To turn the back on one

To turn the back on one
Back Back (b[a^]k), n. [AS. b[ae]c, bac; akin to Icel., Sw., & LG. bak, Dan. bag; cf. OHG. bahho ham, Skr. bhaj to turn, OSlav. b[=e]g[u^] flight. Cf. {Bacon}.] 1. In human beings, the hinder part of the body, extending from the neck to the end of the spine; in other animals, that part of the body which corresponds most nearly to such part of a human being; as, the back of a horse, fish, or lobster. [1913 Webster]

2. An extended upper part, as of a mountain or ridge. [1913 Webster]

[The mountains] their broad bare backs upheave Into the clouds. --Milton. [1913 Webster]

3. The outward or upper part of a thing, as opposed to the inner or lower part; as, the back of the hand, the back of the foot, the back of a hand rail. [1913 Webster]

Methought Love pitying me, when he saw this, Gave me your hands, the backs and palms to kiss. --Donne. [1913 Webster]

4. The part opposed to the front; the hinder or rear part of a thing; as, the back of a book; the back of an army; the back of a chimney. [1913 Webster]

5. The part opposite to, or most remote from, that which fronts the speaker or actor; or the part out of sight, or not generally seen; as, the back of an island, of a hill, or of a village. [1913 Webster]

6. The part of a cutting tool on the opposite side from its edge; as, the back of a knife, or of a saw. [1913 Webster]

7. A support or resource in reserve. [1913 Webster]

This project Should have a back or second, that might hold, If this should blast in proof. --Shak. [1913 Webster]

8. (Naut.) The keel and keelson of a ship. [1913 Webster]

9. (Mining) The upper part of a lode, or the roof of a horizontal underground passage. [1913 Webster]

10. A garment for the back; hence, clothing. [Obs.] [1913 Webster]

A bak to walken inne by daylight. --Chaucer. [1913 Webster]

{Behind one's back}, when one is absent; without one's knowledge; as, to ridicule a person behind his back.

{Full back}, {Half back}, {Quarter back} (Football), players stationed behind those in the front line.

{To be on one's back} or {To lie on one's back}, to be helpless.

{To put one's back up} or {to get one's back up}, to assume an attitude of obstinate resistance (from the action of a cat when attacked). [Colloq.]

{To see the back of}, to get rid of.

{To turn the back}, to go away; to flee.

{To turn the back on one}, to forsake or neglect him. [1913 Webster]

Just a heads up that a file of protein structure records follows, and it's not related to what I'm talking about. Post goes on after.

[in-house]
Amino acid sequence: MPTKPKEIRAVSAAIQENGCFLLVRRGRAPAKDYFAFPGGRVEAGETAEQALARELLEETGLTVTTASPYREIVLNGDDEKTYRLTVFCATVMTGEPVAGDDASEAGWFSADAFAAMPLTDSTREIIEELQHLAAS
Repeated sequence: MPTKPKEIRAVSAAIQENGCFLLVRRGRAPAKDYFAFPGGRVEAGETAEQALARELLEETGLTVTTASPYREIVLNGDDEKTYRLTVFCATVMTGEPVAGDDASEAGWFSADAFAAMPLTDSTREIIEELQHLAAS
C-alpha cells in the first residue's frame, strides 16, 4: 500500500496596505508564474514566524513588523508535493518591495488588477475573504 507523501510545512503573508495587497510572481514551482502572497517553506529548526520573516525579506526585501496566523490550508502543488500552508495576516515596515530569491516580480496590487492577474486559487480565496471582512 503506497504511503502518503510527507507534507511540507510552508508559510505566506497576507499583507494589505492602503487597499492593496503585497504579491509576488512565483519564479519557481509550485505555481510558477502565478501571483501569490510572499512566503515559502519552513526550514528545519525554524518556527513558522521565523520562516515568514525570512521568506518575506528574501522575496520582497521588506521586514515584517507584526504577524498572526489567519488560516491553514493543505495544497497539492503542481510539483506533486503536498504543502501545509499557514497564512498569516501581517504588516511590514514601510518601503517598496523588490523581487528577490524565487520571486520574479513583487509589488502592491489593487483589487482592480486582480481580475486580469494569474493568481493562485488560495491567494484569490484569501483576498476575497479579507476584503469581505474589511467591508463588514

The Collaborative International Dictionary of English. 2000.

Игры ⚽ Нужен реферат?

Look at other dictionaries:

  • To turn the back — Back Back (b[a^]k), n. [AS. b[ae]c, bac; akin to Icel., Sw., & LG. bak, Dan. bag; cf. OHG. bahho ham, Skr. bhaj to turn, OSlav. b[=e]g[u^] flight. Cf. {Bacon}.] 1. In human beings, the hinder part of the body, extending from the neck to the end… …   The Collaborative International Dictionary of English

  • To turn the back — Turn Turn (t[^u]rn), v. t. [imp. & p. p. {Turned}; p. pr. & vb. n. {Turning}.] [OE. turnen, tournen, OF. tourner, torner, turner, F. tourner, LL. tornare, fr. L. tornare to turn in a lathe, to rounds off, fr. tornus a lathe, Gr. ? a turner s… …   The Collaborative International Dictionary of English

  • To turn the back on — Turn Turn (t[^u]rn), v. t. [imp. & p. p. {Turned}; p. pr. & vb. n. {Turning}.] [OE. turnen, tournen, OF. tourner, torner, turner, F. tourner, LL. tornare, fr. L. tornare to turn in a lathe, to rounds off, fr. tornus a lathe, Gr. ? a turner s… …   The Collaborative International Dictionary of English

  • To turn the back upon — Turn Turn (t[^u]rn), v. t. [imp. & p. p. {Turned}; p. pr. & vb. n. {Turning}.] [OE. turnen, tournen, OF. tourner, torner, turner, F. tourner, LL. tornare, fr. L. tornare to turn in a lathe, to rounds off, fr. tornus a lathe, Gr. ? a turner s… …   The Collaborative International Dictionary of English

  • To see the back of — Back Back (b[a^]k), n. [AS. b[ae]c, bac; akin to Icel., Sw., & LG. bak, Dan. bag; cf. OHG. bahho ham, Skr. bhaj to turn, OSlav. b[=e]g[u^] flight. Cf. {Bacon}.] 1. In human beings, the hinder part of the body, extending from the neck to the end… …   The Collaborative International Dictionary of English

  • Turn Your Back on Bush — is a form of protest in the United States to express dissatisfaction with President George W. Bush. The first known protest took place on June 14, 2002 in Columbus, Ohio where President Bush delivered a commencement address [… …   Wikipedia

  • The Witty Fair One — is a Caroline era stage play, an early comedy by James Shirley. Critics have cited the play as indicative of the evolution of English comic drama from the humors comedy of Ben Jonson to the Restoration comedy of Wycherley and Congreve. [Logan and …   Wikipedia

  • To turn the balance — Turn Turn (t[^u]rn), v. t. [imp. & p. p. {Turned}; p. pr. & vb. n. {Turning}.] [OE. turnen, tournen, OF. tourner, torner, turner, F. tourner, LL. tornare, fr. L. tornare to turn in a lathe, to rounds off, fr. tornus a lathe, Gr. ? a turner s… …   The Collaborative International Dictionary of English

  • To turn the brain of — Turn Turn (t[^u]rn), v. t. [imp. & p. p. {Turned}; p. pr. & vb. n. {Turning}.] [OE. turnen, tournen, OF. tourner, torner, turner, F. tourner, LL. tornare, fr. L. tornare to turn in a lathe, to rounds off, fr. tornus a lathe, Gr. ? a turner s… …   The Collaborative International Dictionary of English

  • To turn the corner — Turn Turn (t[^u]rn), v. t. [imp. & p. p. {Turned}; p. pr. & vb. n. {Turning}.] [OE. turnen, tournen, OF. tourner, torner, turner, F. tourner, LL. tornare, fr. L. tornare to turn in a lathe, to rounds off, fr. tornus a lathe, Gr. ? a turner s… …   The Collaborative International Dictionary of English

Share the article and excerpts

Direct link
Do a right-click on the link above
and select “Copy Link”